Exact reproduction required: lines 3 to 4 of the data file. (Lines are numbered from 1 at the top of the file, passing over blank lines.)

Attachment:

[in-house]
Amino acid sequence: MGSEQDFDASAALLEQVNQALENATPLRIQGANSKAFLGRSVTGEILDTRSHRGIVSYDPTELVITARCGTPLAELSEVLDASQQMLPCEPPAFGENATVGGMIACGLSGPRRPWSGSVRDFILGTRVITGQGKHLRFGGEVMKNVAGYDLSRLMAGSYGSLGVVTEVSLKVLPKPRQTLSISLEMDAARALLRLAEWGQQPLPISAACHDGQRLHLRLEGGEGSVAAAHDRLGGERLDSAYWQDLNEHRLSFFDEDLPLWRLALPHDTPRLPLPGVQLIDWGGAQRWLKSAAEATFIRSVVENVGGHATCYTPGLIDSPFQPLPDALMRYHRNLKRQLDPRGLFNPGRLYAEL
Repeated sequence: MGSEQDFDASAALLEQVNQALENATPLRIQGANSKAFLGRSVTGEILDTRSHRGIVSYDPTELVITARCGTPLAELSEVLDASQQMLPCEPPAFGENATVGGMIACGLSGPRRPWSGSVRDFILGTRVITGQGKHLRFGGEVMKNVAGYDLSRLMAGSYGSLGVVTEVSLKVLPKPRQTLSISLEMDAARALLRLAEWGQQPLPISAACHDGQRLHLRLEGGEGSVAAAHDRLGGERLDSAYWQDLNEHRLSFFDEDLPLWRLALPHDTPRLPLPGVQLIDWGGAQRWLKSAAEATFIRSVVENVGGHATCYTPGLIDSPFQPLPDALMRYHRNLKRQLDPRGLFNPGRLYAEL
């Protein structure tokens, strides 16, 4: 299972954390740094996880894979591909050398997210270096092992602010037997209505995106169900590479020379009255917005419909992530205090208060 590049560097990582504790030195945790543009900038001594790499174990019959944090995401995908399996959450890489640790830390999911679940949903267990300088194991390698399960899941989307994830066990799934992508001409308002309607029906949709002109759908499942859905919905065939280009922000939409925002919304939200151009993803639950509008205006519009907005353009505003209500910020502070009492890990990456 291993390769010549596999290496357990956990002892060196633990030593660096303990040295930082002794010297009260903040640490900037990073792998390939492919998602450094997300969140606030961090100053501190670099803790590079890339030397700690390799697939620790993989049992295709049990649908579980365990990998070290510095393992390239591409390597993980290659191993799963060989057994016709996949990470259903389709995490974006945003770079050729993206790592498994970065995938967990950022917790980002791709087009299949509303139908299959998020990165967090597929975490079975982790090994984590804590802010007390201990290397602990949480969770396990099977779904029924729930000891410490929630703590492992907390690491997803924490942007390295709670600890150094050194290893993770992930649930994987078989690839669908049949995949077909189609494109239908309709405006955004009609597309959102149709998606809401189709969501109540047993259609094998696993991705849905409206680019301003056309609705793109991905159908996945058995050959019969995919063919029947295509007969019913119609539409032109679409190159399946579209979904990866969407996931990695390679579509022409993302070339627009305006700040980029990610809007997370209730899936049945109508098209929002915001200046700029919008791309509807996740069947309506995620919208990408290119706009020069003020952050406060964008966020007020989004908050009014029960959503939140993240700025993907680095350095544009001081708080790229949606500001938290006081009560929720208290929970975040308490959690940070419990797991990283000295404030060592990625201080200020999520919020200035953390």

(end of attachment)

Repeated sequence: MGSEQDFDASAALLEQVNQALENATPLRIQGANSKAFLGRSVTGEILDTRSHRGIVSYDPTELVITARCGTPLAELSEVLDASQQMLPCEPPAFGENATVGGMIACGLSGPRRPWSGSVRDFILGTRVITGQGKHLRFGGEVMKNVAGYDLSRLMAGSYGSLGVVTEVSLKVLPKPRQTLSISLEMDAARALLRLAEWGQQPLPISAACHDGQRLHLRLEGGEGSVAAAHDRLGGERLDSAYWQDLNEHRLSFFDEDLPLWRLALPHDTPRLPLPGVQLIDWGGAQRWLKSAAEATFIRSVVENVGGHATCYTPGLIDSPFQPLPDALMRYHRNLKRQLDPRGLFNPGRLYAEL
């Protein structure tokens, strides 16, 4: 299972954390740094996880894979591909050398997210270096092992602010037997209505995106169900590479020379009255917005419909992530205090208060 590049560097990582504790030195945790543009900038001594790499174990019959944090995401995908399996959450890489640790830390999911679940949903267990300088194991390698399960899941989307994830066990799934992508001409308002309607029906949709002109759908499942859905919905065939280009922000939409925002919304939200151009993803639950509008205006519009907005353009505003209500910020502070009492890990990456 291993390769010549596999290496357990956990002892060196633990030593660096303990040295930082002794010297009260903040640490900037990073792998390939492919998602450094997300969140606030961090100053501190670099803790590079890339030397700690390799697939620790993989049992295709049990649908579980365990990998070290510095393992390239591409390597993980290659191993799963060989057994016709996949990470259903389709995490974006945003770079050729993206790592498994970065995938967990950022917790980002791709087009299949509303139908299959998020990165967090597929975490079975982790090994984590804590802010007390201990290397602990949480969770396990099977779904029924729930000891410490929630703590492992907390690491997803924490942007390295709670600890150094050194290893993770992930649930994987078989690839669908049949995949077909189609494109239908309709405006955004009609597309959102149709998606809401189709969501109540047993259609094998696993991705849905409206680019301003056309609705793109991905159908996945058995050959019969995919063919029947295509007969019913119609539409032109679409190159399946579209979904990866969407996931990695390679579509022409993302070339627009305006700040980029990610809007997370209730899936049945109508098209929002915001200046700029919008791309509807996740069947309506995620919208990408290119706009020069003020952050406060964008966020007020989004908050009014029960959503939140993240700025993907680095350095544009001081708080790229949606500001938290006081009560929720208290929970975040308490959690940070419990797991990283000295404030060592990625201080200020999520919020200035953390």